Transportation Project Manager Terry Savage is leaving the city of Covington after an eight-year career working on the city’s roads, sidewalks and other projects.
Savage, 62, took the city’s early retirement package – he took the city’s offer to purchase years of service so he could become fully vested with 10 years of service – and will leave at the end of the year to spend more time with family, particularly his three grandchildren, Michael Webb, 13, Luke Savage, 6, and Olivia Savage, 1.
His daughter, Marie Webb, lives next door to his house just southwest of Mansfield, while his son, Jason, lives across the street, so seeing the grandchildren won’t be any problem. He also wants to spend more time with his wife, as the
couple was just married last year.
Savage said he has enjoyed his time with the city, where he worked on sidewalk and road projects, as well as a variety of other things from cemeteries to the city airport. But as with many city employees, he said he will miss the people the most.
"There are a lot of good people that work here," Savage said.
Along with former Transportation Manager Billy Skinner, Savage was also one of the people who frequently worked with the public, answering questions and exploring concerns from citizens about roads and sidewalks.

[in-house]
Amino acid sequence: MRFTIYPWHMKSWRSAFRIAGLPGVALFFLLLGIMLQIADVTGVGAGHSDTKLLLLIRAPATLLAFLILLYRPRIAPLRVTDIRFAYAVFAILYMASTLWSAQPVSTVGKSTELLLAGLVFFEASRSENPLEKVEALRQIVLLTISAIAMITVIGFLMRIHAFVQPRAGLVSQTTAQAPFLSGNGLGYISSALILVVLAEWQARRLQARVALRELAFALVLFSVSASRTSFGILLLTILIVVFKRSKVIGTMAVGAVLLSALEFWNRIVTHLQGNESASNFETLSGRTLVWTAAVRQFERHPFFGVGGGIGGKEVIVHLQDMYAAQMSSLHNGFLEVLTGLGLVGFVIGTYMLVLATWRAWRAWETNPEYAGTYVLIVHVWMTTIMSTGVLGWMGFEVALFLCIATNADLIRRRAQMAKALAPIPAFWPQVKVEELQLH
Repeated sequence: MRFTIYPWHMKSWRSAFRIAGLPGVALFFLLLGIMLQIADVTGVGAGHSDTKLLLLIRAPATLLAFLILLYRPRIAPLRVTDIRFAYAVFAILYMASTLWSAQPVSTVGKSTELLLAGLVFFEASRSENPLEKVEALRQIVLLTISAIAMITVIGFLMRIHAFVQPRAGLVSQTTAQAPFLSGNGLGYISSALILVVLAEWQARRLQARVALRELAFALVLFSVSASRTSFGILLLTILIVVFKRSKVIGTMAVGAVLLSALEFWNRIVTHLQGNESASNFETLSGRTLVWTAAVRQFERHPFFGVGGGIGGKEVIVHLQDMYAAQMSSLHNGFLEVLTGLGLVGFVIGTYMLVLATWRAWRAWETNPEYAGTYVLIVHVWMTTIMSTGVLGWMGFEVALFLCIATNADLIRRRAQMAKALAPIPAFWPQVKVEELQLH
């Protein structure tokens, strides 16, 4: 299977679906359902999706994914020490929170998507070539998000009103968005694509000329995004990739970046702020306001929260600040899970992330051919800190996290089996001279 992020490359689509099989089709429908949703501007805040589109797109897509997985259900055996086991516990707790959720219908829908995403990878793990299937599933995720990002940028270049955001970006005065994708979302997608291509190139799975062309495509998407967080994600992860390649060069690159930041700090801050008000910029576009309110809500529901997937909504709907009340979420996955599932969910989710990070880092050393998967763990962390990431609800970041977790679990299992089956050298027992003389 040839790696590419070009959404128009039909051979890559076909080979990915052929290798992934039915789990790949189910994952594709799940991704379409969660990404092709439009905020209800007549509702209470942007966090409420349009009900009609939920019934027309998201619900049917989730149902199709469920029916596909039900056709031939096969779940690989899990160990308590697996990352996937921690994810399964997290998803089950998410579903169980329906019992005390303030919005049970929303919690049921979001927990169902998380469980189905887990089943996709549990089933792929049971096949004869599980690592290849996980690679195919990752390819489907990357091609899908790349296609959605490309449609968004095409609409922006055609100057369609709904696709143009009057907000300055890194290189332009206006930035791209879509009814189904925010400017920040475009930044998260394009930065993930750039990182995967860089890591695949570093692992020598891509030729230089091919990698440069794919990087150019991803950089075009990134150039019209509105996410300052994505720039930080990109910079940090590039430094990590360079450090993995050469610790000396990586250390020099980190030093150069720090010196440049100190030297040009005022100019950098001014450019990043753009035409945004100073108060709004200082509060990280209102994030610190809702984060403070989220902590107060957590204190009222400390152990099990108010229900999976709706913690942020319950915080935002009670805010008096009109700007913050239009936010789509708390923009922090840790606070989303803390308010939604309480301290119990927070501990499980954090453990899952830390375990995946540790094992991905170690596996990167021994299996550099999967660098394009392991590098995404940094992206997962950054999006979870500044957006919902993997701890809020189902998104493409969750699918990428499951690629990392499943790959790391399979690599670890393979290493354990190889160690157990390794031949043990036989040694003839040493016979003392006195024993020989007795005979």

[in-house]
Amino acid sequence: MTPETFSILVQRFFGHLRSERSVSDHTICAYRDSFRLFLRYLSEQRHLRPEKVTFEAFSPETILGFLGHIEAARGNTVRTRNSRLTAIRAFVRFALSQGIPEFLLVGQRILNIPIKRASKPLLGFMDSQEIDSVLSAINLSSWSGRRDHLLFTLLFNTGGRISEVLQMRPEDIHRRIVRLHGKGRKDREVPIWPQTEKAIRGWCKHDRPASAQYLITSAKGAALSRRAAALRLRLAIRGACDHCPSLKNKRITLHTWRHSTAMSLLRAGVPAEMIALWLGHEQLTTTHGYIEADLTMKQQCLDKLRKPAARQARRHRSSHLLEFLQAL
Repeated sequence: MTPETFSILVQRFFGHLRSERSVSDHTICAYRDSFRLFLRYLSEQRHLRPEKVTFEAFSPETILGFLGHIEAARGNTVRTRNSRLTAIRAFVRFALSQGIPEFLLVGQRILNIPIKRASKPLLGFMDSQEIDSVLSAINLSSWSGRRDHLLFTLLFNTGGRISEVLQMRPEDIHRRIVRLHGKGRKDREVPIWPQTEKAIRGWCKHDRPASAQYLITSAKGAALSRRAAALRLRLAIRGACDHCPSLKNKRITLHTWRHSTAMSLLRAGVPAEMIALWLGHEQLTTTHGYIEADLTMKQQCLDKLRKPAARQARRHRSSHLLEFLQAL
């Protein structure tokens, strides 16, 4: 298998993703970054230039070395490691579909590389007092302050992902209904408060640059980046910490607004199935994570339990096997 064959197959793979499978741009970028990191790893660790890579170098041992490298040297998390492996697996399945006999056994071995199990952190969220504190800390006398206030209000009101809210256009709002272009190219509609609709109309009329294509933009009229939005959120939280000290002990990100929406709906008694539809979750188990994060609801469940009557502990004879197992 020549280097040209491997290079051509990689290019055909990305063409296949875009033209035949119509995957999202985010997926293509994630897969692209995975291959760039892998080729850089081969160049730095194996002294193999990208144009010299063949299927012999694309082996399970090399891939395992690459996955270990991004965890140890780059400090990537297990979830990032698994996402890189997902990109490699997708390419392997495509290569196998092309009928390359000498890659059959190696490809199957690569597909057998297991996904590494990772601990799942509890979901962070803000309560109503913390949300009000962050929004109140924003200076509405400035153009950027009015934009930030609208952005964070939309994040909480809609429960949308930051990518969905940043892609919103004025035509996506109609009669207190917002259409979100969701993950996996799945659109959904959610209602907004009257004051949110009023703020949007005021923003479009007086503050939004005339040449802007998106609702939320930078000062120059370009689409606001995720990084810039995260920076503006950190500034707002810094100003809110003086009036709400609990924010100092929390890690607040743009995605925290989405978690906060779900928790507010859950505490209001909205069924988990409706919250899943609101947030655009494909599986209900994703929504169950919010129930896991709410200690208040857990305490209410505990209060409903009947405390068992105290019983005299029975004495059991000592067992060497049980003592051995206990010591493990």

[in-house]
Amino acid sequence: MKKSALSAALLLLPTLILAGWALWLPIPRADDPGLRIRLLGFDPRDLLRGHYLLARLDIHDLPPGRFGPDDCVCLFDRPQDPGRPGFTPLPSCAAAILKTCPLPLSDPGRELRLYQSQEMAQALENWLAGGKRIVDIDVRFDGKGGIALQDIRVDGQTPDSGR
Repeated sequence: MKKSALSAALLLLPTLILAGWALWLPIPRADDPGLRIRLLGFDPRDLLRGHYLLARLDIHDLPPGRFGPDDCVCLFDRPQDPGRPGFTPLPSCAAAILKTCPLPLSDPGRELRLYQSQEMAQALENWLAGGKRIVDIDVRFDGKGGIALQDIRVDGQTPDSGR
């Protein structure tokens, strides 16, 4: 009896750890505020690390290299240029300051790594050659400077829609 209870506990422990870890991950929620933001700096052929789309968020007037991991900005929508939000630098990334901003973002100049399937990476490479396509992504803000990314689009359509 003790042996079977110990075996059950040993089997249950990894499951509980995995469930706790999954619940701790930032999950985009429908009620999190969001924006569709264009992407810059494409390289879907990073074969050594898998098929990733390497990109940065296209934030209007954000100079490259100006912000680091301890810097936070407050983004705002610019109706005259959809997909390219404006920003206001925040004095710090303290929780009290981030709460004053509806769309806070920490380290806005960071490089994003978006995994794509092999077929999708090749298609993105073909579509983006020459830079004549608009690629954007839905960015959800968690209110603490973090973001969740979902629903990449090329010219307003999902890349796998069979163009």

One person he might never have met if he hadn’t worked for the city was the late Roger Sheridan, mayor of Newborn.
"He was a very nice man, and I thought a lot of him," Savage said.
Prior to working for the city, Savage spent 32 year working for AT&T. He started as a clerk with AT&T Long Lines and moved up to communications technician, working at the Salem Road office, and working with the phone switching machines and other equipment needed to send phone calls where they needed to go.
In 1988 he took a job locating coaxial and fiber optic cable for the company and also maintained the unmanned remote locations around the area. Those unmanned buildings are still around; there’s one next to Covington Christian Church on Ga. Highway 142 south. The stations were located every 23 to 28 miles along major routes, and Savage would visit any that needed repairs or routine maintenance, covering 200-300 miles a day, everywhere from Macon to Gainesville and Atlanta to Augusta.
When someone would call AT&T wanting to dig for different projects, AT&T used to require an AT&T employee to be on site for the entire project to make sure the company’s property was protected.
"Back in those days, they had a lot of military circuits and handled things like air traffic controllers, things that were high priority," Savage said.
He joined the city in November 2005 as an engineering technician.
Once he’s retired, Savage plans to spend more time deer hunting, fishing and gardening.
"I hope I have time to fish now," Savage said, laughing.